I've been working in the wedding industry for the past six years, and I've worked one-on-one with a lot of creative brides. In that time, I've seen some amazing ways to bring meaning to a wedding -- and if I were going to plan another wedding (which, as a divorcￃﾩe, I may very well, at some point), I'd do several things a little differently.
Here are the top three things I'd change for my wedding:
Find a different dress
The cost for a wedding can escalate quickly, and one of the first things I did as an excited bride was buy my wedding gown -- totally clueless about how much the rest of the wedding would cost.
If I had it to do again, I'd buy my gown used.
I know, I know: you're envisioning some of the 1980s monstrosities you saw at Goodwill while shopping for a Halloween costume a couple of months ago. But did you know that you can actually buy a beautiful, modern, and often designer wedding gown used -- getting an upscale look at a budget-friendly price? It's true! After my wedding, I donated my gown to Brides for a Cause and found myself wondering why I didn't get my dress used in the first place.
There are used wedding gown stores across the country (if you live in San Francisco like I do, check out Glamour Closet). Even better, you can buy your dress from a place like Brides for a Cause, which donates its proceeds to charity (I asked, and apparently a very happy DC bride bought my gorgeous dress). They're based in Portland and have started to do road shows. Another great option is Brides Against Breast Cancer, which has events all over the United States.
Choose more conscious vendors
When I was searching for a caterer, I immediately called the local organic caterers I found online. My eyeballs almost popped out of my head when I received my first quote: $300 per plate. And the other two quotes weren't much better, making me realize that I could afford to invite approximately 10 people to the wedding, or I'd have to give up my dreams of an organic menu.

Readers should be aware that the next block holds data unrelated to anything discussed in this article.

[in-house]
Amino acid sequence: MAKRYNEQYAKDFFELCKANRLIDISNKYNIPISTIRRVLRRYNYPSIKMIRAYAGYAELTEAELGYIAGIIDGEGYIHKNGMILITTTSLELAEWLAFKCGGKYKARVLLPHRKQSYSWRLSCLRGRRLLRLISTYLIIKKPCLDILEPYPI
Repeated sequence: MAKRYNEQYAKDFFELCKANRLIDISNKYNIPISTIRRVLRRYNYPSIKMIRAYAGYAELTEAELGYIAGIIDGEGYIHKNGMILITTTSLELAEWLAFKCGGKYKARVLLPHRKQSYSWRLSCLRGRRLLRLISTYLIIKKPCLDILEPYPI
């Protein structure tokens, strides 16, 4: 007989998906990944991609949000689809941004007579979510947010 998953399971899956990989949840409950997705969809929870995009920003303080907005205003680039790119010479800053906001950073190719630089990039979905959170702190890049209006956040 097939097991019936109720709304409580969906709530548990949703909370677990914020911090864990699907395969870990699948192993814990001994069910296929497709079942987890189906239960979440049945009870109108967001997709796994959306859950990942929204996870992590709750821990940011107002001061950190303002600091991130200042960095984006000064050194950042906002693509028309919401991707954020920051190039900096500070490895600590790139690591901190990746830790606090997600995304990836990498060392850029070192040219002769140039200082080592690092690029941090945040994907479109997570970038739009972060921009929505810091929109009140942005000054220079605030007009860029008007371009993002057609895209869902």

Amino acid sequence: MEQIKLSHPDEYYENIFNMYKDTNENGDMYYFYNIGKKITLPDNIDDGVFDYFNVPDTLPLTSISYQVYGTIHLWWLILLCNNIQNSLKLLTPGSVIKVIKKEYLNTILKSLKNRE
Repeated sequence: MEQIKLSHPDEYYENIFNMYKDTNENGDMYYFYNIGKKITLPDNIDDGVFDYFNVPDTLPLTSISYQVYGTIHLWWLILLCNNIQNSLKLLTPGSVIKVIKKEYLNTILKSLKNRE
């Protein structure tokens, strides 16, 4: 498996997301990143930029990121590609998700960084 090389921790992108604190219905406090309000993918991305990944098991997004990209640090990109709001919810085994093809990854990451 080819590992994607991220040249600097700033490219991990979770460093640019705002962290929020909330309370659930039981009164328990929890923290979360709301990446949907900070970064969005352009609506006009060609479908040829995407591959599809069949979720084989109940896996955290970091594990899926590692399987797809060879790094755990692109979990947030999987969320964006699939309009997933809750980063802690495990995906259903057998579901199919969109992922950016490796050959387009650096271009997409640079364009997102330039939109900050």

I know now, though, that choosing an environmentally-conscious vendor does not necessarily mean "organic" (which in my experience was obviously synonymous with "ridiculously expensive"). If you can't afford a full-on organic caterer, there are small ways to be more socially and environmentally conscious -- so don't throw in the towel completely.
Instead, choose a vendor who doesn't advertise as organic, but understands your values and is willing to make conscious choices in every way they can. This also goes for florists, who usually have access to the exact same flower mart that an "organic" florist does -- he or she just may not advertise as organic. I Do Foundation's Conscious Vendor Checklist is helpful for this: it's full of ready-to-ask questions for each vendor. This way, you can get more of what you want, and not worry about whether you've thought of every possible way to conserve.
I love chocolate, which I chose as our wedding favors. Everyone likes chocolate, I thought. Well, apparently not everyone, judging from the number of Cadbury mini eggs left on the tables at the end of the night. It was a bit of a waste (and -- ahem--added to my post-wedding waistline).
Now that I've seen charity favors, I'd go that route instead. I'd create a fun "choose a charity" game, so guests can pick one of three charities for us to donate money to (here are a few of my favorite setups). It's a fun and interactive way to give back to favorite causes. Plus, no favors -- or money -- go to waste.
My favorite parts of weddings are the unique details that show the personalities and values of the couple. What better way to do this than through charity favors? I wish I'd thought of it before -- charity favors make a wonderful statement about what the couple thinks is most important in life.
So there you have it, folks: the three things I'd do differently if I were planning a wedding today. Are you are recently engaged? If so, congratulations -- and happy planning!